Guitar Hero III: Legends of Rock Review

The video game industry was rocked when it was announced that the developer and publisher of Guitar Hero were going their separate ways through buyouts.  Red Octane was bought out by Activision, while developer Harmonix was bought out by MTV Games.  The big question was which developer would develop the next game in the Guitar Hero franchise and what would be coming next from Harmonix.

When Activision announced that Neversoft would be taking up the reigns of Guitar Hero III, many scratched their heads wondering if the Tony Hawk developer would be up to the task.  While they had acquired excellent music tracks for the Tony Hawk games, developing Guitar Hero for several different platforms could be difficult for the design team.  Now Guitar Hero III is out, but does it rock?

When the Guitar Hero games were never graphical powerhouses, they didn

For Guitar Hero III, Neversoft got the opportunity to use the master tracks for certain tracks, and it really shows.  The songs sound much better than some of the tracks from the previous Guitar Hero games.  There is no doubt that this is the best sounding Guitar Hero game.  Unfortunately, it

The biggest draw of Guitar Hero III is the Les Paul guitar.  The style of the guitar is classic and should get fans of those who didn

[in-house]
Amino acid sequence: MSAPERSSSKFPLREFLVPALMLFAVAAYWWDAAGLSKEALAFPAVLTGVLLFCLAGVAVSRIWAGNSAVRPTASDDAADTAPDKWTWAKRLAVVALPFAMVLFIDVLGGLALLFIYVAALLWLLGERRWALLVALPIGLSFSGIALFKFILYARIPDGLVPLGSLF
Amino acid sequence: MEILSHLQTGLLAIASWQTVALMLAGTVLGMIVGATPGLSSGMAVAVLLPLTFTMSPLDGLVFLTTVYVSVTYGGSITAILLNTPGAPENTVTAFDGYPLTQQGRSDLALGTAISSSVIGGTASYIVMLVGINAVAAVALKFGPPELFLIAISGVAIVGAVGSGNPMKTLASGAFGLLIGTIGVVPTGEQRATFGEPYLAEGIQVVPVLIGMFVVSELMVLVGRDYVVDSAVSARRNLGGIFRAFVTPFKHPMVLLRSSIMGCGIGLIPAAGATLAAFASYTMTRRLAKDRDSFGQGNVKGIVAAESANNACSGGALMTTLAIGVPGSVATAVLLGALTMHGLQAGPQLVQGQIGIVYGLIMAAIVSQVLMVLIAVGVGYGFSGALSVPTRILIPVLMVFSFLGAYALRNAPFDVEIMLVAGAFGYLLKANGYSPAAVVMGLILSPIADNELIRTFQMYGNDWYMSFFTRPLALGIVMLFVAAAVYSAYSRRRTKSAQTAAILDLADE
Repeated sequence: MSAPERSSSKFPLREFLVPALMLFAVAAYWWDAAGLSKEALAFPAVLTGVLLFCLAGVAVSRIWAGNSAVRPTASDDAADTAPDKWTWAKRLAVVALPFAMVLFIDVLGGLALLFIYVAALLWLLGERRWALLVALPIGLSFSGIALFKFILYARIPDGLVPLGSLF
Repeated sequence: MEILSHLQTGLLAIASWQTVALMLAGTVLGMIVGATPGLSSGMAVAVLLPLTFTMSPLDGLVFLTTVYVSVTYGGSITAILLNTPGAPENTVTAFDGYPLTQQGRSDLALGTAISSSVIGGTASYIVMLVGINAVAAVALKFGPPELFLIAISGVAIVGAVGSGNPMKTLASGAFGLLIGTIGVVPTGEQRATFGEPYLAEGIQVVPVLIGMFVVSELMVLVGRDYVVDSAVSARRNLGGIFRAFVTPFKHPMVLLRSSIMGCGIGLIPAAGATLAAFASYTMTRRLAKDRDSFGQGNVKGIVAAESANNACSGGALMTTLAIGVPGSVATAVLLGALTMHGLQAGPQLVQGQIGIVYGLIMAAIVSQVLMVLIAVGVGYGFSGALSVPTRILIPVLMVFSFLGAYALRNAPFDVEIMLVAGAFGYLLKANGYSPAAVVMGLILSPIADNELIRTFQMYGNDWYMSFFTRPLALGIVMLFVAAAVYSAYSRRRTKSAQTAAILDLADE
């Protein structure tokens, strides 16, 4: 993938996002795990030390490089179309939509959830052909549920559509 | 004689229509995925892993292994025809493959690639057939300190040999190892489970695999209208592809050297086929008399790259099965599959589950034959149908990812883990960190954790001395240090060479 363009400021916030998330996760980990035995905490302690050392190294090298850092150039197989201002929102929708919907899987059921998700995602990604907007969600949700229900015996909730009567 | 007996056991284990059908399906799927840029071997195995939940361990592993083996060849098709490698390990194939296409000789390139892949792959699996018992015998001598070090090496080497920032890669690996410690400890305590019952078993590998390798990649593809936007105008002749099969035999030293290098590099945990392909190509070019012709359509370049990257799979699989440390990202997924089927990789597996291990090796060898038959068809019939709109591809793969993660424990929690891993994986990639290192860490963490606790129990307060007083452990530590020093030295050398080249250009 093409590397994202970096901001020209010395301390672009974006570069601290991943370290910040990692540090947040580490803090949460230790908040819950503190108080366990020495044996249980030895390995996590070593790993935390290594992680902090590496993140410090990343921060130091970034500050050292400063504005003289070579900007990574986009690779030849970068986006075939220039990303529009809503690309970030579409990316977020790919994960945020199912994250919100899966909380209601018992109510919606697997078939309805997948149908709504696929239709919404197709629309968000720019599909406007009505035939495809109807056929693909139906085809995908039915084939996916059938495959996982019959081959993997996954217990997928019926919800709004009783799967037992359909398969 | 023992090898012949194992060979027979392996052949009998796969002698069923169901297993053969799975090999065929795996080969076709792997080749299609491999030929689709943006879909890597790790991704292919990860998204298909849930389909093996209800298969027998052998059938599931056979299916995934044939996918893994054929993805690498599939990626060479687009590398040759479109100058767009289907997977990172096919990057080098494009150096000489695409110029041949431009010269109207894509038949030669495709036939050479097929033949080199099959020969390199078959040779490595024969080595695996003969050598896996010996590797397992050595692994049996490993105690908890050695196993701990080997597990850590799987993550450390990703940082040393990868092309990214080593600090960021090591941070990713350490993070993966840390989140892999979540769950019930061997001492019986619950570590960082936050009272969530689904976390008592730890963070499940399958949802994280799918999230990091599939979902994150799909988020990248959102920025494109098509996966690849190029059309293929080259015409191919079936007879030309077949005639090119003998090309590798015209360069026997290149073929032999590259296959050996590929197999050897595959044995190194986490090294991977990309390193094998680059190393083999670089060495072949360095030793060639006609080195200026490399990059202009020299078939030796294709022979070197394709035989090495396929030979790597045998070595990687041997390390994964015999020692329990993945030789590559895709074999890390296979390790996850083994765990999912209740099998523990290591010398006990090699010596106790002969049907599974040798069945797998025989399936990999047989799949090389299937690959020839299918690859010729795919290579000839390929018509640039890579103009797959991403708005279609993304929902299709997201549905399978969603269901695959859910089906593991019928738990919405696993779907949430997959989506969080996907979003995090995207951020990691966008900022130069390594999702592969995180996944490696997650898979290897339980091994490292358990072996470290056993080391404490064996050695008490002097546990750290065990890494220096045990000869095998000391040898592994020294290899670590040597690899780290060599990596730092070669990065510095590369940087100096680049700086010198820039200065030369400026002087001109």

When you boil down the gameplay of the Guitar Hero series, it isn

There are four difficulties of the game, and each difficulty level increases the challenge by adding a few new items to challenge the player.  Those who have felt the previous games were too challenging should have a little easier time to get through the higher levels.  That being said, you still will have quite a challenge to get through the Expert difficulty.

After each song you complete in Career Mode, you gain cash for the store.  Here you can purchase new characters, new songs, and new outfits.  It will take a while to unlock everything available in the game.

Online you can challenge others to see who rocks harder in competition.  Each player plays a couple of strains and the Rock Meter sways between who is playing better.  At the end of the song the one with the Rock Meter on their side wins.  You can also play cooperatively where one person plays lead and the other plays bass.  This is a great way to play together.

What really brings down the score is the backwards compatibility.  Since the PS3 is backwards compatible with PS2 games (unless you recently purchased the castrated 40 GB version), I figured I would put my original Guitar Hero game into the PS3 and see how it played.  Unfortunately I couldn

Ron Burke is the Editor in Chief for Gaming Trend. Currently living in Fort Worth, Texas, Ron is an old-school gamer who enjoys CRPGs, action/adventure, platformers, music games, and has recently gotten into tabletop gaming. Ron is also a fourth degree black belt, with a Master's rank in Matsumura Seito Shōrin-ryū, Moo Duk Kwan Tang Soo Do, Universal Tang Soo Do Alliance, and International Tang Soo Do Federation. He also holds ranks in several other styles in his search to be a well-rounded fighter. Ron has been married to Gaming Trend Editor, Laura Burke, for 21 years. They have three dogs - Pazuzu (Irish Terrier), Atë, and Calliope (both Australian Kelpie/Pit Bull mixes).
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